August 26, 2022 Brethren Letter

Dear Brethren,

Have you ever been wronged by another human being? Probably, your answer is “yes,” as mine would be! Let’s face it, undoubtedly, every person in the Church of God has experienced an emotional hurt of some kind in their lives, by others. It can happen to us in the Church, just as it happens to people in the world.

Of course, not every offense is intentional, but obviously some are. There are two ways to handle “wrongs” or “hurts” as Spirit begotten individuals. One way is to use God’s Holy Spirit as your guidance. The other way is to allow a “root of bitterness” to develop. I guarantee you there’s no spiritual future ahead with the latter choice.

I was reading a book entitled, Bible Illustrations: Book 1, compiled by Ruth Peters. It had an excellent illustration I’ll share…

Many Christians are like the woman who had been bitten by a dog and was advised by her physician to write her last wishes, as she might succumb to hydrophobia. She spent so long with pencil and paper that the doctor finally remarked something about how long the will would be. “Will!” she snorted. “I’m writing a list of the people I’m going to bite!”

That story is not real. But, it does show us how persons can get so involved in their own hurt feelings, they lose sight of God’s perspective.

(19) For this is commendable, if because of conscience toward God one endures grief, suffering wrongfully.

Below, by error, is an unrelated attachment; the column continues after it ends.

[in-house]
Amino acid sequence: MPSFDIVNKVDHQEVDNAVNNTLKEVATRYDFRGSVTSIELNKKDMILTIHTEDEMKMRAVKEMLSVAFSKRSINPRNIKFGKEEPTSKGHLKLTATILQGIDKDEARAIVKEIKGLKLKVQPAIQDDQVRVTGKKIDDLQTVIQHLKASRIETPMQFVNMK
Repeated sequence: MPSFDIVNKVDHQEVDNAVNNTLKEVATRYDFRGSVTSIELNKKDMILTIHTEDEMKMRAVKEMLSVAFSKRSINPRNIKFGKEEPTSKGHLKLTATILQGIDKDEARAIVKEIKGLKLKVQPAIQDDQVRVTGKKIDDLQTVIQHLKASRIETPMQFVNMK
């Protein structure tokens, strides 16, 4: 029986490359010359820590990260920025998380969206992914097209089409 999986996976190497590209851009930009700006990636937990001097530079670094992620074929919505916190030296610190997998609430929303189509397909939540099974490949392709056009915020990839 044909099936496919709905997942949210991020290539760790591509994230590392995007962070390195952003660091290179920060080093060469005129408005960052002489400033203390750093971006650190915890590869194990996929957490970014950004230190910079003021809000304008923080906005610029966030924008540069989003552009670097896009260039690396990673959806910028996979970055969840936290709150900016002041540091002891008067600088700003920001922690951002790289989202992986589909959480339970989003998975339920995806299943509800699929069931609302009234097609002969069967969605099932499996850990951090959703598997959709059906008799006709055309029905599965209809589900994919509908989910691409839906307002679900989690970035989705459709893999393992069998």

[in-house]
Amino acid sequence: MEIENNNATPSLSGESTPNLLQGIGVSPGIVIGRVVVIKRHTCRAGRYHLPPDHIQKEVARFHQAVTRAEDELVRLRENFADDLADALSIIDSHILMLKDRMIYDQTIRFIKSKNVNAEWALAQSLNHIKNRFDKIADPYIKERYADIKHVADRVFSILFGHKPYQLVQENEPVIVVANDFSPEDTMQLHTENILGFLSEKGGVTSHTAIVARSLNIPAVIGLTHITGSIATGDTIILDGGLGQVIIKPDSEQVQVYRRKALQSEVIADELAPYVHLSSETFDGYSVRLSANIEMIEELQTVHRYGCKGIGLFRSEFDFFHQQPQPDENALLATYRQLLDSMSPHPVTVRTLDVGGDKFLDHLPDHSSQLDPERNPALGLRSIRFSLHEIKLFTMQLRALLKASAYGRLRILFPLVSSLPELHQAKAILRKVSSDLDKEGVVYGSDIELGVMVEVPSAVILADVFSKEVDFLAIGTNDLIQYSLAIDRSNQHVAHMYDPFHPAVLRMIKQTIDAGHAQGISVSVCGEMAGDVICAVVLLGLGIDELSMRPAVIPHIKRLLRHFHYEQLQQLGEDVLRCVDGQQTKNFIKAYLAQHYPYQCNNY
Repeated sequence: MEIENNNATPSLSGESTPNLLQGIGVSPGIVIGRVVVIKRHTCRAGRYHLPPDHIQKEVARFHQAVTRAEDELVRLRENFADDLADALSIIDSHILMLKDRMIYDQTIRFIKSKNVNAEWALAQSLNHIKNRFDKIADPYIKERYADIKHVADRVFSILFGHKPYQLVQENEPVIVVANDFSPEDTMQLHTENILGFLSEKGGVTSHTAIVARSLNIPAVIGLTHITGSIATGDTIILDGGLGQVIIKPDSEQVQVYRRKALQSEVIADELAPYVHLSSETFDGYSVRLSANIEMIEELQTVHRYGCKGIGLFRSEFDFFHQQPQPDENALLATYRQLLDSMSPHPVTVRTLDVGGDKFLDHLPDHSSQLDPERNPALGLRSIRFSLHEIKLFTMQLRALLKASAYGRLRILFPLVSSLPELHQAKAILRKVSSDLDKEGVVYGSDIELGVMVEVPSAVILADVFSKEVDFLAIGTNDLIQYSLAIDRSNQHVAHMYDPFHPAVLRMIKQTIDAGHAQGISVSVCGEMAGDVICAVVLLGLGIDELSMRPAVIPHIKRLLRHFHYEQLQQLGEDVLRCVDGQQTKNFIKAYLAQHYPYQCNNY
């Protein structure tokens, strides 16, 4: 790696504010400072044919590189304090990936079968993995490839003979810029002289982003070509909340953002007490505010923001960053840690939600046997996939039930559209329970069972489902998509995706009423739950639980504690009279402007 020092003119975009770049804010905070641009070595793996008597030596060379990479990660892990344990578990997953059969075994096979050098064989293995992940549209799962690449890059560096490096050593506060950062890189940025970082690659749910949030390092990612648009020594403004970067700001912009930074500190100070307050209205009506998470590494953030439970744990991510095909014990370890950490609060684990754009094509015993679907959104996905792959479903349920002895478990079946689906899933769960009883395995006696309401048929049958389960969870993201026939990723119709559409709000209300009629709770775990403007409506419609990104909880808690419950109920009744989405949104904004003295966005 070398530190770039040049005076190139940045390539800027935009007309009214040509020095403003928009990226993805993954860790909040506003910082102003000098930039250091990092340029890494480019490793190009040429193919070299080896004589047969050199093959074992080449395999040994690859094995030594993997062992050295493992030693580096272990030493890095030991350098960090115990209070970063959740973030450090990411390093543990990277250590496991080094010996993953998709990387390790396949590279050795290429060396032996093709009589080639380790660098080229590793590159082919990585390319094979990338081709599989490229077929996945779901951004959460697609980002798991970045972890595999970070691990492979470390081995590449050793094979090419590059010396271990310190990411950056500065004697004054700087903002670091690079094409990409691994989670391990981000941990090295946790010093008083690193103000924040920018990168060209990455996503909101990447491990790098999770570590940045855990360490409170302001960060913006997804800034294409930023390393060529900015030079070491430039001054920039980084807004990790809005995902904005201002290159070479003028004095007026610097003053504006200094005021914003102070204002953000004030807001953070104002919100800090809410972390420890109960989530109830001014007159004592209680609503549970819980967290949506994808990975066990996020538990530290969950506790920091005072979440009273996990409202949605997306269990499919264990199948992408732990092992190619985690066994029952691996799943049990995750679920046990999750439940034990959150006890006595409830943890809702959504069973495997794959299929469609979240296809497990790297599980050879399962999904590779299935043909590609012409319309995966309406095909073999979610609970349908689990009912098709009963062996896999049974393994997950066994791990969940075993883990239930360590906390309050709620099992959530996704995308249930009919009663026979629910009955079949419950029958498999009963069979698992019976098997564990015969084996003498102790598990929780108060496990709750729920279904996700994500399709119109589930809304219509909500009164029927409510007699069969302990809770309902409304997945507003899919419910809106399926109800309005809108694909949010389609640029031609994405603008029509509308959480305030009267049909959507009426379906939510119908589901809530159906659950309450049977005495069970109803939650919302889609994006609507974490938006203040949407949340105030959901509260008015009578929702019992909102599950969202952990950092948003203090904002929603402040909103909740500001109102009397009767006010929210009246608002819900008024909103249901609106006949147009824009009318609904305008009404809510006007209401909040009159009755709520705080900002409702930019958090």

(20) For what credit is it if, when you are beaten for your faults, you take it patiently? But when you do good and suffer, if you take it patiently, this is commendable before God.

(21) For to this you were called, because Christ also suffered for us, leaving us an example, that you should follow His steps:

(22) “Who committed no sin, Nor was deceit found in His mouth”;

(23) who, when He was reviled, did not revile in return; when He suffered, He did not threaten, but committed Himself to Him who judges righteously; (I Peter 2:19-23).

Allowing ANY “root of bitterness” to develop over wrongs committed by others does not hurt the “perpetrator.” In the end it only hurts the person who is bitter. So often, it’s virtually impossible to win over an offended brother or sister. Harboring such bitterness over any offense will seriously jeopardize a person’s future, if it isn’t changed!

“A brother offended is harder to be won than a strong city: and their contentions are like the bars of a castle” (Proverbs 18:19).

Follow peace with all men, and holiness, without which no man shall see the Lord: Looking diligently lest any man fail of the grace of God; lest any root o bitterness springing up trouble you, and thereby many be defiled;” (Hebrews 12:14-15).

“If anyone declares. ‘I love God,’ and yet hates his brother, he is a liar; for he who will not love his brother whom he has seen, cannot possibly love the God whom he has never seen. And we get this command from him, that he who loves God is to love his brother as well.” (I John 4:20-21 – Moffatt Translation)

I’ll end tonight’s letter with what Mr. Armstrong wrote in March of 1943. His message is still relevant today.

We are all just ONE FAMILY. A large family, in one sense — yet just a very “LITTLE FLOCK” in another. And so this is just “among ourselves” within our own intimate family in Christ Jesus, having fellowship with one another in and thru Him and His love. I wonder how many of us realize HOW precious is that fellowship He gives us — and the love of Christ which must be the BASIS of that fellowship! Let us not fail to treasure it highly, and GUARD IT ZEALOUSLY, lest some root of bitterness be permitted to enter in and rob us of it.

Have a wonderful Sabbath everyone!

Your Brother in Christ,

Gary Liebold

Log In